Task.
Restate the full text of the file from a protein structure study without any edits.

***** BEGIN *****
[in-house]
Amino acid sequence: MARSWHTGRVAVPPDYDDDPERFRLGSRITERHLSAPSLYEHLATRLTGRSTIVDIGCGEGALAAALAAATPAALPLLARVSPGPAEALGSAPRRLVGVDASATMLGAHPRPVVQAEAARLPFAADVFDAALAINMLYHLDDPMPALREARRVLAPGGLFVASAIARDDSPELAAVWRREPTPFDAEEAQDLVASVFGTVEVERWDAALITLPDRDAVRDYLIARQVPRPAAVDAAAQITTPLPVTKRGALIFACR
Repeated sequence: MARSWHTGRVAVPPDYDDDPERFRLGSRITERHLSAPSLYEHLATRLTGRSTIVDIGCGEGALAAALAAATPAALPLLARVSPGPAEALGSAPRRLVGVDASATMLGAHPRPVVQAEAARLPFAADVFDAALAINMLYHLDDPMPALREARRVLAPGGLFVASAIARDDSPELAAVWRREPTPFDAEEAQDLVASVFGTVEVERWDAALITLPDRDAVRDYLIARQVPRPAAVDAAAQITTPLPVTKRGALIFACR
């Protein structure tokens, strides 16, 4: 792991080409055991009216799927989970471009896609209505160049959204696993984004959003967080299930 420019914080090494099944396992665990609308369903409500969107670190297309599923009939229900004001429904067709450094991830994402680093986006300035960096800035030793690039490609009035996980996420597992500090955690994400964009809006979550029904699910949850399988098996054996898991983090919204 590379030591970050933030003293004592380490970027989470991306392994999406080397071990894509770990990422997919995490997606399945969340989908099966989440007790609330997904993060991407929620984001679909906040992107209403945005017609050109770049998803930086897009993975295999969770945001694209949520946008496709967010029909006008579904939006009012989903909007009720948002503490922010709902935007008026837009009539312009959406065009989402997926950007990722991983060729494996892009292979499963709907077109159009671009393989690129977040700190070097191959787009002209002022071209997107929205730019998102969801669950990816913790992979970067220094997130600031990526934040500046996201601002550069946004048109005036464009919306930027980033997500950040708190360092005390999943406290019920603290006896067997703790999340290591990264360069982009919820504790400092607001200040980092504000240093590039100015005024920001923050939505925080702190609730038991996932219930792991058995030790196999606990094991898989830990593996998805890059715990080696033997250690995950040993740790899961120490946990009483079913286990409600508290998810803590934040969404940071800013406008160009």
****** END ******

[in-house]
Amino acid sequence: MARSWHTGRVAVPPDYDDDPERFRLGSRITERHLSAPSLYEHLATRLTGRSTIVDIGCGEGALAAALAAATPAALPLLARVSPGPAEALGSAPRRLVGVDASATMLGAHPRPVVQAEAARLPFAADVFDAALAINMLYHLDDPMPALREARRVLAPGGLFVASAIARDDSPELAAVWRREPTPFDAEEAQDLVASVFGTVEVERWDAALITLPDRDAVRDYLIARQVPRPAAVDAAAQITTPLPVTKRGALIFACR
Repeated sequence: MARSWHTGRVAVPPDYDDDPERFRLGSRITERHLSAPSLYEHLATRLTGRSTIVDIGCGEGALAAALAAATPAALPLLARVSPGPAEALGSAPRRLVGVDASATMLGAHPRPVVQAEAARLPFAADVFDAALAINMLYHLDDPMPALREARRVLAPGGLFVASAIARDDSPELAAVWRREPTPFDAEEAQDLVASVFGTVEVERWDAALITLPDRDAVRDYLIARQVPRPAAVDAAAQITTPLPVTKRGALIFACR
């Protein structure tokens, strides 16, 4: 792991080409055991009216799927989970471009896609209505160049959204696993984004959003967080299930 420019914080090494099944396992665990609308369903409500969107670190297309599923009939229900004001429904067709450094991830994402680093986006300035960096800035030793690039490609009035996980996420597992500090955690994400964009809006979550029904699910949850399988098996054996898991983090919204 590379030591970050933030003293004592380490970027989470991306392994999406080397071990894509770990990422997919995490997606399945969340989908099966989440007790609330997904993060991407929620984001679909906040992107209403945005017609050109770049998803930086897009993975295999969770945001694209949520946008496709967010029909006008579904939006009012989903909007009720948002503490922010709902935007008026837009009539312009959406065009989402997926950007990722991983060729494996892009292979499963709907077109159009671009393989690129977040700190070097191959787009002209002022071209997107929205730019998102969801669950990816913790992979970067220094997130600031990526934040500046996201601002550069946004048109005036464009919306930027980033997500950040708190360092005390999943406290019920603290006896067997703790999340290591990264360069982009919820504790400092607001200040980092504000240093590039100015005024920001923050939505925080702190609730038991996932219930792991058995030790196999606990094991898989830990593996998805890059715990080696033997250690995950040993740790899961120490946990009483079913286990409600508290998810803590934040969404940071800013406008160009």